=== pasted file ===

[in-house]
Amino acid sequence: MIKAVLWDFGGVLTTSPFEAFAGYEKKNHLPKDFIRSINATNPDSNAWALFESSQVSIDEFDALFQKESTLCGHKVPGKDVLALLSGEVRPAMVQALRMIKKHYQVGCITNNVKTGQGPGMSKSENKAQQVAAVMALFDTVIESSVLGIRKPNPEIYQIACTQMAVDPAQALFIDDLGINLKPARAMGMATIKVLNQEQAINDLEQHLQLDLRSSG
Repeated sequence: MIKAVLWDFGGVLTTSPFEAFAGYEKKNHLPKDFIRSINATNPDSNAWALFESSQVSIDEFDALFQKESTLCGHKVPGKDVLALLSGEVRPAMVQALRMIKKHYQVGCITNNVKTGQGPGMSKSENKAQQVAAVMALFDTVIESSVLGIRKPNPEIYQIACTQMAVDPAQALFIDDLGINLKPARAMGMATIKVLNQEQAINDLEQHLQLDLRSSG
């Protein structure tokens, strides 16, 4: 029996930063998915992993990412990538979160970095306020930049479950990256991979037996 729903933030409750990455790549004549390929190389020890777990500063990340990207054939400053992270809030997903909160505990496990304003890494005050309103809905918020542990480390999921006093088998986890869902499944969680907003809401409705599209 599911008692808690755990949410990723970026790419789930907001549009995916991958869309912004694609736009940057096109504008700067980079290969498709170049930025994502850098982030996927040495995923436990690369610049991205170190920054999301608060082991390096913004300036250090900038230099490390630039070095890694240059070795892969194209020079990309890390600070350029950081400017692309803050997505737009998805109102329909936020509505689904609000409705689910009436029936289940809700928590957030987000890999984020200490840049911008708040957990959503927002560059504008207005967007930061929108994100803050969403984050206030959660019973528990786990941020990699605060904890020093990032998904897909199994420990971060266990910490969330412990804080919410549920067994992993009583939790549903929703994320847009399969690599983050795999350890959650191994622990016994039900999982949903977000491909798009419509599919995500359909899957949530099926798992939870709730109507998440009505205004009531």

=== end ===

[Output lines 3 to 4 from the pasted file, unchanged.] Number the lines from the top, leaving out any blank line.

Repeated sequence: MIKAVLWDFGGVLTTSPFEAFAGYEKKNHLPKDFIRSINATNPDSNAWALFESSQVSIDEFDALFQKESTLCGHKVPGKDVLALLSGEVRPAMVQALRMIKKHYQVGCITNNVKTGQGPGMSKSENKAQQVAAVMALFDTVIESSVLGIRKPNPEIYQIACTQMAVDPAQALFIDDLGINLKPARAMGMATIKVLNQEQAINDLEQHLQLDLRSSG
């Protein structure tokens, strides 16, 4: 029996930063998915992993990412990538979160970095306020930049479950990256991979037996 729903933030409750990455790549004549390929190389020890777990500063990340990207054939400053992270809030997903909160505990496990304003890494005050309103809905918020542990480390999921006093088998986890869902499944969680907003809401409705599209 599911008692808690755990949410990723970026790419789930907001549009995916991958869309912004694609736009940057096109504008700067980079290969498709170049930025994502850098982030996927040495995923436990690369610049991205170190920054999301608060082991390096913004300036250090900038230099490390630039070095890694240059070795892969194209020079990309890390600070350029950081400017692309803050997505737009998805109102329909936020509505689904609000409705689910009436029936289940809700928590957030987000890999984020200490840049911008708040957990959503927002560059504008207005967007930061929108994100803050969403984050206030959660019973528990786990941020990699605060904890020093990032998904897909199994420990971060266990910490969330412990804080919410549920067994992993009583939790549903929703994320847009399969690599983050795999350890959650191994622990016994039900999982949903977000491909798009419509599919995500359909899957949530099926798992939870709730109507998440009505205004009531």